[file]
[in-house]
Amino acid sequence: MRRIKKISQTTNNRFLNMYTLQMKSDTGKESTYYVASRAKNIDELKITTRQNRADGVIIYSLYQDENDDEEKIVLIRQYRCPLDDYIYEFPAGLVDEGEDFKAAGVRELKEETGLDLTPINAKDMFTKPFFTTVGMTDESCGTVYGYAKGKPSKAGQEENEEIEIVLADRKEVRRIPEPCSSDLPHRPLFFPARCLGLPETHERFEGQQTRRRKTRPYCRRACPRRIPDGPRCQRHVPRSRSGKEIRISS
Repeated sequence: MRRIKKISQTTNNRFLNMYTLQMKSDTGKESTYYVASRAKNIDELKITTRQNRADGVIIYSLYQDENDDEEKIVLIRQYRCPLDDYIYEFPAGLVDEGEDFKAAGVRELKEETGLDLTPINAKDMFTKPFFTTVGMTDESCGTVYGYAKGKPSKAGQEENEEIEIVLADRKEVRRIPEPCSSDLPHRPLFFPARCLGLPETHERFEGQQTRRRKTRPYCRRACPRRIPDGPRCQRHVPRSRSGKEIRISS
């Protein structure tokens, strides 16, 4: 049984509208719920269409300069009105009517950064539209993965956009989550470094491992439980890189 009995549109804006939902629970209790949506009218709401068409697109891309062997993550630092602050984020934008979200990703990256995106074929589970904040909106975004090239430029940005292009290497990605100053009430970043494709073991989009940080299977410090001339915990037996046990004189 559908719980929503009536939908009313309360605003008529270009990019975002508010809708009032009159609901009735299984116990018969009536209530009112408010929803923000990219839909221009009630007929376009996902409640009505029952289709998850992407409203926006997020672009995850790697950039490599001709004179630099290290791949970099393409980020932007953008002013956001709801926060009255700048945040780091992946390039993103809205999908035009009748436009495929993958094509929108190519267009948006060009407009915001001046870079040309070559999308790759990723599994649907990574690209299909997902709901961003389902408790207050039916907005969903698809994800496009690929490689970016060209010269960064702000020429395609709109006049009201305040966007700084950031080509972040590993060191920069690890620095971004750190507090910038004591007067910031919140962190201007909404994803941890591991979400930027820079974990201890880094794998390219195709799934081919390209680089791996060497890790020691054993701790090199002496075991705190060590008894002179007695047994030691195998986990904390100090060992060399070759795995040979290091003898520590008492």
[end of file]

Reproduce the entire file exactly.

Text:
[in-house]
Amino acid sequence: MRRIKKISQTTNNRFLNMYTLQMKSDTGKESTYYVASRAKNIDELKITTRQNRADGVIIYSLYQDENDDEEKIVLIRQYRCPLDDYIYEFPAGLVDEGEDFKAAGVRELKEETGLDLTPINAKDMFTKPFFTTVGMTDESCGTVYGYAKGKPSKAGQEENEEIEIVLADRKEVRRIPEPCSSDLPHRPLFFPARCLGLPETHERFEGQQTRRRKTRPYCRRACPRRIPDGPRCQRHVPRSRSGKEIRISS
Repeated sequence: MRRIKKISQTTNNRFLNMYTLQMKSDTGKESTYYVASRAKNIDELKITTRQNRADGVIIYSLYQDENDDEEKIVLIRQYRCPLDDYIYEFPAGLVDEGEDFKAAGVRELKEETGLDLTPINAKDMFTKPFFTTVGMTDESCGTVYGYAKGKPSKAGQEENEEIEIVLADRKEVRRIPEPCSSDLPHRPLFFPARCLGLPETHERFEGQQTRRRKTRPYCRRACPRRIPDGPRCQRHVPRSRSGKEIRISS
């Protein structure tokens, strides 16, 4: 049984509208719920269409300069009105009517950064539209993965956009989550470094491992439980890189 009995549109804006939902629970209790949506009218709401068409697109891309062997993550630092602050984020934008979200990703990256995106074929589970904040909106975004090239430029940005292009290497990605100053009430970043494709073991989009940080299977410090001339915990037996046990004189 559908719980929503009536939908009313309360605003008529270009990019975002508010809708009032009159609901009735299984116990018969009536209530009112408010929803923000990219839909221009009630007929376009996902409640009505029952289709998850992407409203926006997020672009995850790697950039490599001709004179630099290290791949970099393409980020932007953008002013956001709801926060009255700048945040780091992946390039993103809205999908035009009748436009495929993958094509929108190519267009948006060009407009915001001046870079040309070559999308790759990723599994649907990574690209299909997902709901961003389902408790207050039916907005969903698809994800496009690929490689970016060209010269960064702000020429395609709109006049009201305040966007700084950031080509972040590993060191920069690890620095971004750190507090910038004591007067910031919140962190201007909404994803941890591991979400930027820079974990201890880094794998390219195709799934081919390209680089791996060497890790020691054993701790090199002496075991705190060590008894002179007695047994030691195998986990904390100090060992060399070759795995040979290091003898520590008492």